A Good Place To Work

A Good Place To Work

YEARS before he started work making paint at what was then a Dulux plant in Clayton, Dennis Kimball knew it was a good place to work. That was the word around the traps: the conditions were good and they looked after you.

 A lot has changed since. The plant is owned by a foreign multi-national – the Pittsburgh Paint Group – and the Global Financial Crisis created a harder focus on costs, and the pressure stepped up even more when the soaring Australian dollar undermined international competitiveness.

Australians worry about the demise of manufacturing and Dennis understands why. Manufacturing supplies good jobs, like his. But just as there are fewer of those jobs, the workers whose skills make them good jobs must struggle to maintain their conditions.


 In recent years the proportion of United Voice members in manufacturing has declined, as manufacturing itself has declined. Manufacturing members, however, still comprise around 12 per cent of the union and they are among the highest earning members, and the one broad group that earns above-average incomes. They understand that, and they appreciate it.

“We are on very good money, the conditions are second to none, but we have worked for that and earned it with quality output,” says Dennis, pictured above, outside the plant.

 “We know it’s giving us a good living. Over the years it’s been a great place to work. Generally health wise it’s pretty good. The place has unlimited personal protection equipment.

 “The thing is people in this place do care about what they do. We know if we are not making paint we are all out of a job.”

 Dennis Kimball has seen the manufacturing staff numbers whittle down steadily. A redundancy program in October 2013 trimmed 20 full time workers, who were later replaced by 10 casual workers.

 It seems that gradually the permanent full time highly skilled workers are being replaced by contract workers. This is part of a trend of increasingly insecure employment seen in Australia in recent years. The strategy is not always successful however.

“We can see what’s going to happen in the future,” says Dennis. “They will continue to attack our conditions. But since those 20 voluntary redundancies, we have not stopped having overtime.

 “We had a 10 week strike three years ago and the business really struggled. They wanted to take 43 per cent of our wages and conditions. Management thought they could step in, but they found it harder than they expected to do our jobs."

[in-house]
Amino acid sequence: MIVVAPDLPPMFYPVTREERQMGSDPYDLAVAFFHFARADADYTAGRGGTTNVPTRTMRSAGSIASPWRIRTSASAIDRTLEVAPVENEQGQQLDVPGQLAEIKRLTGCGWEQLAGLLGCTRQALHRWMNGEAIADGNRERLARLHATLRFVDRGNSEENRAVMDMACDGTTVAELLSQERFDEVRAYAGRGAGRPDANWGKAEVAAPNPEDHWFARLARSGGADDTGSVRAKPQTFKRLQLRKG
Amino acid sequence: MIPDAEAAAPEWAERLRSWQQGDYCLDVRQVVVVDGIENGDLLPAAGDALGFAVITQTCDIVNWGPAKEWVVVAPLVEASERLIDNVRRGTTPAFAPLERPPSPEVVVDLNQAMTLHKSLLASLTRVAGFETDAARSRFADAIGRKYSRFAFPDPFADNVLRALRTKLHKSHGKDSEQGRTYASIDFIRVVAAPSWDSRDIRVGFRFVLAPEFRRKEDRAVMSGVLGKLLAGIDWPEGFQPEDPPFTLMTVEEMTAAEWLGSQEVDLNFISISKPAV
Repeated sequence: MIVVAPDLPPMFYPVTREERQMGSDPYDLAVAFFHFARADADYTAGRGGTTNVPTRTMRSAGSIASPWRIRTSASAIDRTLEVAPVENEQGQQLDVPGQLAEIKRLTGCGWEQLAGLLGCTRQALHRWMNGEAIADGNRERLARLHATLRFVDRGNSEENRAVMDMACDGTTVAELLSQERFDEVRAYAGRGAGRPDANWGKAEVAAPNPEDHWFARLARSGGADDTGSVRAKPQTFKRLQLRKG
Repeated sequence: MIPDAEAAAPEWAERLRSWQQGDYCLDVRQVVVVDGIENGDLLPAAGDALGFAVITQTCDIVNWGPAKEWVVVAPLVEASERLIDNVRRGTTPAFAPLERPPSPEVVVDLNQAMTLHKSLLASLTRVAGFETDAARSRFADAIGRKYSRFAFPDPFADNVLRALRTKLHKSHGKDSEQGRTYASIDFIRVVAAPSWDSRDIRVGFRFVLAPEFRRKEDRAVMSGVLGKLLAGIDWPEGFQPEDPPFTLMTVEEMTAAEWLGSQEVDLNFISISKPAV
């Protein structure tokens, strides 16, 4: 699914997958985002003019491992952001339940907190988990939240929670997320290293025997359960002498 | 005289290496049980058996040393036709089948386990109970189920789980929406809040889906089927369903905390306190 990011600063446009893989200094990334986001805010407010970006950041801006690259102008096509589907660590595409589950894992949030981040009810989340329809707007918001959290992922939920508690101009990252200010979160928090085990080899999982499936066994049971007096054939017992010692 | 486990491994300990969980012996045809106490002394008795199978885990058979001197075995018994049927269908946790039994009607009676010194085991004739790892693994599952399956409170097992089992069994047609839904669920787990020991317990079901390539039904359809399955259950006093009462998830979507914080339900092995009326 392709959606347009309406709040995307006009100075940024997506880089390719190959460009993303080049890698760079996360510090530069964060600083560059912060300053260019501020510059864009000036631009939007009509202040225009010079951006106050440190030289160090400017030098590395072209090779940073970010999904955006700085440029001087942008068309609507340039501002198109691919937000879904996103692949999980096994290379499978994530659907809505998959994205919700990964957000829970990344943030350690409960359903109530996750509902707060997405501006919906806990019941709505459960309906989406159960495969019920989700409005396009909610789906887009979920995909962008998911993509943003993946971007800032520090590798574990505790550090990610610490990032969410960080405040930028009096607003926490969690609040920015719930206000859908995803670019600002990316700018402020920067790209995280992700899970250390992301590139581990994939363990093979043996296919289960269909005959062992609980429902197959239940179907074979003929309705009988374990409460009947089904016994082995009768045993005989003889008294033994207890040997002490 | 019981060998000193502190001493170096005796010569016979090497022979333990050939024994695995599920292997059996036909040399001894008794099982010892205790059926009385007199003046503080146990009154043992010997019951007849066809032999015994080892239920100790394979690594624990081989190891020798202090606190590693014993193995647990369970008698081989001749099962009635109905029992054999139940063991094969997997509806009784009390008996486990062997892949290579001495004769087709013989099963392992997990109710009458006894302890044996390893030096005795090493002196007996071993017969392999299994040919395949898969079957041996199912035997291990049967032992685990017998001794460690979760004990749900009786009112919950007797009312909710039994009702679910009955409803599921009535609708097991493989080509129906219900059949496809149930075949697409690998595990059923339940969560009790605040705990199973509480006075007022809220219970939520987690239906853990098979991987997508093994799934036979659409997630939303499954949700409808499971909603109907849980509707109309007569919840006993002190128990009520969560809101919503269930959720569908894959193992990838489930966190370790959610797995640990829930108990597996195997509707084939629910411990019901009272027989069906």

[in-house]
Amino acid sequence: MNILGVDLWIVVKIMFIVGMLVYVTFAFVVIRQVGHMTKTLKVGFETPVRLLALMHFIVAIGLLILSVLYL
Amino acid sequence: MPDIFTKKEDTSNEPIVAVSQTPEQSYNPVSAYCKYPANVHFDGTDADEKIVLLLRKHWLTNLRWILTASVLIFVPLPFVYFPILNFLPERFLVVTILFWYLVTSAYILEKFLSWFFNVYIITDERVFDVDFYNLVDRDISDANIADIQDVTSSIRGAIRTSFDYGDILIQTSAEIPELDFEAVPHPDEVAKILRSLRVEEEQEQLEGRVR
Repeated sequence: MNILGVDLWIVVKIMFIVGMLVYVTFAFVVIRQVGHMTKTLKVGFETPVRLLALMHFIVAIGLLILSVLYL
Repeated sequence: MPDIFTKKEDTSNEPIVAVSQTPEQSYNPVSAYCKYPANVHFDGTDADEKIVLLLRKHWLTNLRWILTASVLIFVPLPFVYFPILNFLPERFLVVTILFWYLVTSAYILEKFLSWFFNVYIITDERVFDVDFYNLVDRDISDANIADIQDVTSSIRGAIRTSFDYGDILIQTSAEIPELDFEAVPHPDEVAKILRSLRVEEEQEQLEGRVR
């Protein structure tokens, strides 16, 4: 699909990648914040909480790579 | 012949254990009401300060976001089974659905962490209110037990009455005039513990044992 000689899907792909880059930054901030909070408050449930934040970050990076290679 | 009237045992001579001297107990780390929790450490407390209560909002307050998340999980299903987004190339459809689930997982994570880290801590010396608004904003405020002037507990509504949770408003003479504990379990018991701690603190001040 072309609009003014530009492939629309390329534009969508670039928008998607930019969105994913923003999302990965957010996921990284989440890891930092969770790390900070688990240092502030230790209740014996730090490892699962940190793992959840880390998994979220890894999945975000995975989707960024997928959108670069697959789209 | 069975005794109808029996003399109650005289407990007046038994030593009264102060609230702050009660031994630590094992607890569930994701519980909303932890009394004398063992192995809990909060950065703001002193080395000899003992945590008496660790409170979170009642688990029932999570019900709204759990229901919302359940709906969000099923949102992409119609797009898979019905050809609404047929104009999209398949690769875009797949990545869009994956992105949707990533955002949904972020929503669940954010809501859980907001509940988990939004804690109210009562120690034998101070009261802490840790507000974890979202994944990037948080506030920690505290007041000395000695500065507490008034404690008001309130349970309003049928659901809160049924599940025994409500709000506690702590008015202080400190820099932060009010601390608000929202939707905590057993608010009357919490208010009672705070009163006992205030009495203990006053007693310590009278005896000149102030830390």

PPG has plants in 38 countries including Europe, Africa, Asia, the Americas, Australia and New Zealand.  It is the biggest coatings company worldwide supplying architectural, marine and industrial finishes.

 Paul Cooper, an 18-year veteran at Clayton says the contractors who in recent years were used to replace skilled workers have not stayed long.

 “Of the original 40 or so they have had here, only two are left. The company knows they struggle to keep good workers with what they are paying (the contractors).

 “We get the work out. It’s good quality, and without people suffering injuries. It’s a very diverse plant. We take pride in what we do.”

 For the workers at PPG survival is about skills and quality control.  “Our biggest competitor is PPG itself,” says Dennis.  “They have factories in China, Indonesia, Malaysia and India. That seems to be our biggest competitor.

 “Price-wise we might be vulnerable, but we are up there on quality and delivery times keep us ahead of most of those places.

 Among permanent staff the plant is fully unionised. Generations of manufacturing workers built their strength through their unions and the benefits show in jobs like these. Workers here improved their conditions through strong campaigns 20 years ago, says Dennis. The benefits continue to be felt.

 For members of United Voice, who include service industry employees such as security guards and cleaners, these manufacturing positions set a benchmark for employment conditions. Their numbers are growing and their work is essential, but less well paid.  Their aim is to transform their jobs into the sort of good jobs that Dennis and Paul value highly.

 This is what unions have done world-wide. Former US Secretary of Labor, Robert Riech wrote recently that historically: “strong labor unions ensured American workers got a fair share of the economy’s gains...business boomed because American workers were getting raises, and had enough purchasing power to buy what expanding businesses had to offer.” *

 Reich calls this “a virtuous cycle” - as workers earn more the entire economy benefits from their spending. But he says the US is suffering now because these lessons are forgotten, unions have been weakened and the incomes of its working people were  undermined.

 Meanwhile, United Voice defends the conditions already won.  “We deal with a lot of issues ourselves,” says Dennis. “We have a good group of delegates. That’s not come from sitting on our hands. We don’t mind dealing directly with the bosses when they are wrong.

 “If we need to go to the next level we ring up our (United Voice) Union Rights Centre and they help us sort it out. If we ask for support they always give it and it’s usually the legal side of things where we need it.

 “This was always known as a good place to work. I would still rather work here than anywhere else. It’s a good place to work, but we have to work at keeping it that way.”


*robertreich.org - Why The Three Biggest Economic Lessons Were Forgotten, February 11, 2014


Be the first to comment

Please check your e-mail for a link to activate your account.